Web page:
It's late in the year but the first human case of West Nile virus has been reported in nearby Benton County. Officials with the Benton-Franklin Health District say it's the first case of WNV in Washington this year. There's no information provided about the person or their condition. But health officials warn like they do every year to avoid

being bitten by mosquitoes as WNV is currently circulating in several counties in Washington.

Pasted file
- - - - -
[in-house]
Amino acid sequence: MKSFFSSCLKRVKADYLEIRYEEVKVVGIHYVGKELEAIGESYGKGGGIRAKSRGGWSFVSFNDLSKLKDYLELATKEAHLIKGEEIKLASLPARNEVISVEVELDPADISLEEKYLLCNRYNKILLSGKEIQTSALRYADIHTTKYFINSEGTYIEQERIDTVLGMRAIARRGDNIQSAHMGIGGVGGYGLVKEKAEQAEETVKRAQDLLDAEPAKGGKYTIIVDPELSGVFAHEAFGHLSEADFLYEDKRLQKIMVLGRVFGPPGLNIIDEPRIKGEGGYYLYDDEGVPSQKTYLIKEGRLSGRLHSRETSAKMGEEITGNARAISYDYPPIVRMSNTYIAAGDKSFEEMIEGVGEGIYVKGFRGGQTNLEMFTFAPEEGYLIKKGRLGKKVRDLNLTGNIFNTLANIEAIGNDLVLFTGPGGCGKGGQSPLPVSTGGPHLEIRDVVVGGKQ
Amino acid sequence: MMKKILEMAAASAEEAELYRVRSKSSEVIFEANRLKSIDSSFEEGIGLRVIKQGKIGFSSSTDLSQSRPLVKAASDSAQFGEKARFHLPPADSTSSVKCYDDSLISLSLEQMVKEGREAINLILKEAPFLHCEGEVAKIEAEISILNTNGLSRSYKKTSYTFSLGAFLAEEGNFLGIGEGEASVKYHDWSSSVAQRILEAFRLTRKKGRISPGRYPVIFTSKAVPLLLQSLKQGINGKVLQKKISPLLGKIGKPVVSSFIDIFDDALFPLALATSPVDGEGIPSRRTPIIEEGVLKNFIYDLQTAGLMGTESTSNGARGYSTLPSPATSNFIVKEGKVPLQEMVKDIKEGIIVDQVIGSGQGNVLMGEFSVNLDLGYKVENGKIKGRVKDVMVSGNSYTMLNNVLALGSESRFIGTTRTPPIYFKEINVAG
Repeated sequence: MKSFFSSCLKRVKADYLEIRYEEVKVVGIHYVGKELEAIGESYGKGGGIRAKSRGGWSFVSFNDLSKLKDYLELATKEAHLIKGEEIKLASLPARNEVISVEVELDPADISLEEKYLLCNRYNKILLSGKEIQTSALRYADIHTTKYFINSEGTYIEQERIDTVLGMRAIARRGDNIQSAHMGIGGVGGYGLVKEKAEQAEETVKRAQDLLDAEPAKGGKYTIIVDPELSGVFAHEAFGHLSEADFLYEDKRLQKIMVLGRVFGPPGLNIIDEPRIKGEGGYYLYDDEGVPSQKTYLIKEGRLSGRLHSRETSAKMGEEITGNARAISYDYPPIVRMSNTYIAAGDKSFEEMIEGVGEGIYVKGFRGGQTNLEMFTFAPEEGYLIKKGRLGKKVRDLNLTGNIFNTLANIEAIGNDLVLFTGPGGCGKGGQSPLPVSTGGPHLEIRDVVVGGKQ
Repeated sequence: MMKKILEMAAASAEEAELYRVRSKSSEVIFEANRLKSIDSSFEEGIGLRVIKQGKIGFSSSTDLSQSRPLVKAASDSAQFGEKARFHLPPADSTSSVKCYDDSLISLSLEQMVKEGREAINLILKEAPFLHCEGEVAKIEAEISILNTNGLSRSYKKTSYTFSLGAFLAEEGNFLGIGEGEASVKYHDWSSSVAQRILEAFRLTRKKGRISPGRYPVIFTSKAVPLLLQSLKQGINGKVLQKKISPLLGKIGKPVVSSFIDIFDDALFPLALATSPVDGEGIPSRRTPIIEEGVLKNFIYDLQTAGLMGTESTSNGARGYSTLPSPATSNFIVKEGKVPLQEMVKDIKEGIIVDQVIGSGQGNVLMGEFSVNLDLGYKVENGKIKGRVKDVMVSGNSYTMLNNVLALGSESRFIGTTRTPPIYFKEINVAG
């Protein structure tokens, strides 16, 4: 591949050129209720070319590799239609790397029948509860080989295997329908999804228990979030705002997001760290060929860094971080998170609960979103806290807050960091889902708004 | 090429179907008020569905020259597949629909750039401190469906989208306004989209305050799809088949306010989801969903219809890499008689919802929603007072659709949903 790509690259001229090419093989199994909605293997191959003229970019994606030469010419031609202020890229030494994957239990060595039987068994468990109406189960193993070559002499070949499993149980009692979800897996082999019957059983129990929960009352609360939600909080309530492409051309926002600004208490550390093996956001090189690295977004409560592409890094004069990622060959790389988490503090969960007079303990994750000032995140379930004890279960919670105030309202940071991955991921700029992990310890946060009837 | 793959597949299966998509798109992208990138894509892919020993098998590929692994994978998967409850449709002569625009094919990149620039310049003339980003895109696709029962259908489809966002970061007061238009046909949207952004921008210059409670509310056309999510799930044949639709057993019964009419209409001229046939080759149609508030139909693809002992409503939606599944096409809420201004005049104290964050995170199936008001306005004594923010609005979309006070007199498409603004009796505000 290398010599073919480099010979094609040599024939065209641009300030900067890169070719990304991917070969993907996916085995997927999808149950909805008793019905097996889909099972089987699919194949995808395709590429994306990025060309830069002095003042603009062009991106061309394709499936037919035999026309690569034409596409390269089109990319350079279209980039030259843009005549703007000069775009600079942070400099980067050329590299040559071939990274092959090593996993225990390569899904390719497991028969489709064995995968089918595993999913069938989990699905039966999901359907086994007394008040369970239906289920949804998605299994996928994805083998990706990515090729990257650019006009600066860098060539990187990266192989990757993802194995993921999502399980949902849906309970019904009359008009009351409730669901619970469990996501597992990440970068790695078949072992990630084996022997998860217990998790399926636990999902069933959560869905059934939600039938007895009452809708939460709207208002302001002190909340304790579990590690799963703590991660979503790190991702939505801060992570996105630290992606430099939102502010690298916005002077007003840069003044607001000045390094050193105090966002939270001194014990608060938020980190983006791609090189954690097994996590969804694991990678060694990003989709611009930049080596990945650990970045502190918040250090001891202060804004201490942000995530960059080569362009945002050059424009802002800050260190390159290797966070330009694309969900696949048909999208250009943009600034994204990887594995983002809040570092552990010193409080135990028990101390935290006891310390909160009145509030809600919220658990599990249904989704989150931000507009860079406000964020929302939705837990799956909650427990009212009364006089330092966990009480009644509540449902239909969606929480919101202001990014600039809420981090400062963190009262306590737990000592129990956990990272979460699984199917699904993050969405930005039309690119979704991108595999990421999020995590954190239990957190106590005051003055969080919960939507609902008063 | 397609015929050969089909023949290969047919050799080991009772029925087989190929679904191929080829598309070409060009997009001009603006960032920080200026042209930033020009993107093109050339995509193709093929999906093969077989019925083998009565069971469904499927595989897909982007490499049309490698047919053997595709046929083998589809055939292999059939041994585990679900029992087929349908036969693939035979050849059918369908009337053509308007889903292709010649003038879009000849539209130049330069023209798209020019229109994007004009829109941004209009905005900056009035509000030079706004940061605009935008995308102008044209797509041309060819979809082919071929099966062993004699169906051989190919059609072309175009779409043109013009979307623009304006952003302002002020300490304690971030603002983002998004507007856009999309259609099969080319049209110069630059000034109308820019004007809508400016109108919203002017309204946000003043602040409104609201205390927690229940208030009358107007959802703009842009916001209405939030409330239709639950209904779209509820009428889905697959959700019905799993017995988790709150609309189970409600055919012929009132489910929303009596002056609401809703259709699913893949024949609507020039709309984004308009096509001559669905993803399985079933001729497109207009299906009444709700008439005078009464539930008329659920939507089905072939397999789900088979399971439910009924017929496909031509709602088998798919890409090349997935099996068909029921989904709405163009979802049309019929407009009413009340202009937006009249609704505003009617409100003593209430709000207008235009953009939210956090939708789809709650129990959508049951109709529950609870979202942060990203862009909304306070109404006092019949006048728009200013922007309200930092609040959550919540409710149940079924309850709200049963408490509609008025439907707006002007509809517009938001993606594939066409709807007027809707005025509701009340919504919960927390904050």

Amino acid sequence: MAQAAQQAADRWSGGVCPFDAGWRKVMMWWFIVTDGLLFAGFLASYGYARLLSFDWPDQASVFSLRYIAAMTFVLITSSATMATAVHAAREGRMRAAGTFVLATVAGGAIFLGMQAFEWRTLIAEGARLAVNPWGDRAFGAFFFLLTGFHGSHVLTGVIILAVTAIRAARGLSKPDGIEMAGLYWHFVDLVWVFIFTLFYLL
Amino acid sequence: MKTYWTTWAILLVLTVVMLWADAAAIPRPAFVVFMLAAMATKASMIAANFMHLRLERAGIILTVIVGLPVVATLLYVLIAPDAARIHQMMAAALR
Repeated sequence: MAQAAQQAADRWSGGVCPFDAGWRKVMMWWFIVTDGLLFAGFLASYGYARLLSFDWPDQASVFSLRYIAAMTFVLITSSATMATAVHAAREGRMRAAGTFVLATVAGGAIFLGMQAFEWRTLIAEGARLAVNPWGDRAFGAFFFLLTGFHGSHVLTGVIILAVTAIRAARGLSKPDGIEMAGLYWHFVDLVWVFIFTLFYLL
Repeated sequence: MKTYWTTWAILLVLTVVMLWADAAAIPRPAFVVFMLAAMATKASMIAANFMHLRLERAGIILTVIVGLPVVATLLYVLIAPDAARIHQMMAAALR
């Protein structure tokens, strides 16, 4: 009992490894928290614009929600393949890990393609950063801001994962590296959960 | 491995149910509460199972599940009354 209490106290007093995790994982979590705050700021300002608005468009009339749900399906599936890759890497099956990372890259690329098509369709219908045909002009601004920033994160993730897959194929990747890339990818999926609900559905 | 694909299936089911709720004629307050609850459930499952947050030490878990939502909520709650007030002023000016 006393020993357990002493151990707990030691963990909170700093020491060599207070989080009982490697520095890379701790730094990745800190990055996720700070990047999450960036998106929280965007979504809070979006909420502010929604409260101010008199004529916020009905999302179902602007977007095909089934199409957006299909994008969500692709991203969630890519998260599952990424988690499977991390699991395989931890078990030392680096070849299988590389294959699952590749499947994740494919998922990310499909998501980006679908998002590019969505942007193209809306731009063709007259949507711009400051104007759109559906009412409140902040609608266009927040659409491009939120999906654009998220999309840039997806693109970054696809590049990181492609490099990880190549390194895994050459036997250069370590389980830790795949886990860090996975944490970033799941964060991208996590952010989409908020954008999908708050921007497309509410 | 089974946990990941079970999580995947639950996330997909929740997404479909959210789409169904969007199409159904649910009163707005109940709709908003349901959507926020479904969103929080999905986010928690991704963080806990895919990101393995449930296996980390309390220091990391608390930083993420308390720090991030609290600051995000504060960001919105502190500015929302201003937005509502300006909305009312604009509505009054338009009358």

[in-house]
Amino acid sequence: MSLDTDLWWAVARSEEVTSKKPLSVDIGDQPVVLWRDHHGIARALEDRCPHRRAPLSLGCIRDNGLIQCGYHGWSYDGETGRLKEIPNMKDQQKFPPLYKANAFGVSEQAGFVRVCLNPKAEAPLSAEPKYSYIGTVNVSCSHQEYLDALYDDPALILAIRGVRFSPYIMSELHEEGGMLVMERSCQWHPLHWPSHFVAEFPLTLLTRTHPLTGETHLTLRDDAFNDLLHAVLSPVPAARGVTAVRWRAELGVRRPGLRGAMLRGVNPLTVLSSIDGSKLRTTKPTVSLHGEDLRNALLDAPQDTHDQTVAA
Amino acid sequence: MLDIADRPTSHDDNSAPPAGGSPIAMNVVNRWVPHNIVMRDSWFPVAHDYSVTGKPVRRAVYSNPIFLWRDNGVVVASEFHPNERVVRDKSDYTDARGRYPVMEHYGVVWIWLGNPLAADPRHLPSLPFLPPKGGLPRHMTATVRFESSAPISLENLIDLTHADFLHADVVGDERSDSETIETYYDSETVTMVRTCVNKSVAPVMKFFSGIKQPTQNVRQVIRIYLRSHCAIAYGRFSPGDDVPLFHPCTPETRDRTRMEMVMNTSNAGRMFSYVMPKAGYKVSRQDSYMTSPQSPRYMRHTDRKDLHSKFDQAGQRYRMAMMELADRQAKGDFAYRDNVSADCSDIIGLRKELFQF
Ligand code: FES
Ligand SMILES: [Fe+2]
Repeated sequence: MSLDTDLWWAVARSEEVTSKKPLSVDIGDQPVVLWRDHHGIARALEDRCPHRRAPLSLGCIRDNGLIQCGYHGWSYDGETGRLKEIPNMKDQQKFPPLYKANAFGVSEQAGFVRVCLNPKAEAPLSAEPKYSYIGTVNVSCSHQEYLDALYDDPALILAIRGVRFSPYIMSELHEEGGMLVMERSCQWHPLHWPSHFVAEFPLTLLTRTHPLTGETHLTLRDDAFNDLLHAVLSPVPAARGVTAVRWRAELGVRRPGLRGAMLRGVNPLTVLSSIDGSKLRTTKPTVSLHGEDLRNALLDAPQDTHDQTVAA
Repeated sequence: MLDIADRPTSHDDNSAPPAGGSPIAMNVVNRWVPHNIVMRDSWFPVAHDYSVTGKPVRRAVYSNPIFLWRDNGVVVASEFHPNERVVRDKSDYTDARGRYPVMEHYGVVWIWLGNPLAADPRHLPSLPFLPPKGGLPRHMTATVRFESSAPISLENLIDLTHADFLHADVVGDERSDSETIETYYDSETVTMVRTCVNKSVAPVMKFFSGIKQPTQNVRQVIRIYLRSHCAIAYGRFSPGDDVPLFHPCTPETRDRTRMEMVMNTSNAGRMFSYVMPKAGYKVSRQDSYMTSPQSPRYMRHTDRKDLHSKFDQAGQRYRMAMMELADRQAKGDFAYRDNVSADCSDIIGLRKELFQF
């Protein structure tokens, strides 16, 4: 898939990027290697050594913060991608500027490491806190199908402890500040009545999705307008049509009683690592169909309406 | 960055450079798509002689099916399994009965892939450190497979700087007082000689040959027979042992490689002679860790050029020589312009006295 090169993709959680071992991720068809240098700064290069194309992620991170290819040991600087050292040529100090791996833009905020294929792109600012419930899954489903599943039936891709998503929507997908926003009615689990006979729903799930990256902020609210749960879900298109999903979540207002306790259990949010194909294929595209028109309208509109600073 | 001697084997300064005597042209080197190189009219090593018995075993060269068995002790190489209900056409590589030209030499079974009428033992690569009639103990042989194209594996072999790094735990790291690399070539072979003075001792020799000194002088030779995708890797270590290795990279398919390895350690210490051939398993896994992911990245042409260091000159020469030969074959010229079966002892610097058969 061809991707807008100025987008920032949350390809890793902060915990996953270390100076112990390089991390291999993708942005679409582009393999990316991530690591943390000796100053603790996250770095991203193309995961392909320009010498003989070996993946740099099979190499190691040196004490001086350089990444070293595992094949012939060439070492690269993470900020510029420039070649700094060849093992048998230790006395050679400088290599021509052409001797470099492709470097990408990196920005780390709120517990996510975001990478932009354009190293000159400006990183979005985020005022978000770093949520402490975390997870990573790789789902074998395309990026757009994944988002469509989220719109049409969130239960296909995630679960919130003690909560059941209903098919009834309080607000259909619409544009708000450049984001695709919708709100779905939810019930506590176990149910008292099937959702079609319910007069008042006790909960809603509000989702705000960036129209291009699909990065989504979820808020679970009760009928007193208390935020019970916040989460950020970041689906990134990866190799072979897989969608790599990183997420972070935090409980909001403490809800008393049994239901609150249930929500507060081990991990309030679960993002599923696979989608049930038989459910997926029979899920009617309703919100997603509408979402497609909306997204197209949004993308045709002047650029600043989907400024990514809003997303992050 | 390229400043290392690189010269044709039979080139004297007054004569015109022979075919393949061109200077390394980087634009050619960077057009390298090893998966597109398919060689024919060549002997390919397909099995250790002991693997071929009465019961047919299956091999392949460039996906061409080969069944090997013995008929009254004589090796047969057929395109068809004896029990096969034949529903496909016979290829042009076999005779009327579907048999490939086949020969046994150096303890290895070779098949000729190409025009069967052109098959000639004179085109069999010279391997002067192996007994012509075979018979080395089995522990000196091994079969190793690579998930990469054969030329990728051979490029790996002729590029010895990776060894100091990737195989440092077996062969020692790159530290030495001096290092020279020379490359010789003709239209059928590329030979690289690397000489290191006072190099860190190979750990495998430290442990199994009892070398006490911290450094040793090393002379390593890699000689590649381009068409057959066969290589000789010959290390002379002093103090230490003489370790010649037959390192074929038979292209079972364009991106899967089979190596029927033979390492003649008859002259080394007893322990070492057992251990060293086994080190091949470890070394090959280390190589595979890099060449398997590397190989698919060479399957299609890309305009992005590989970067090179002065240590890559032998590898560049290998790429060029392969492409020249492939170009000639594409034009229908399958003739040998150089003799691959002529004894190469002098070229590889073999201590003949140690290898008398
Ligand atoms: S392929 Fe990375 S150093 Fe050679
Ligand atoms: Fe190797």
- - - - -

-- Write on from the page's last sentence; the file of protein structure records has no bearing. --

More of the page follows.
They say the person infected was likely exposed to mosquito bites in Franklin or Walla Walla County. But health officials say in a news release that WNV has been detected this summer in mosquitoes from Benton, Grant, and Yakima counties. In past years, WNV has been detected across the state. In Washington, WNV season starts as early as July and can last until early October.The majority of people infected with West Nile virus do not get sick. About one in five will develop a fever or other symptoms that go away without medical treatment. For a small number of people, West Nile disease can lead to permanent neurologic effects or death. People over age 60 and those with certain medical conditions are most at risk of severe disease.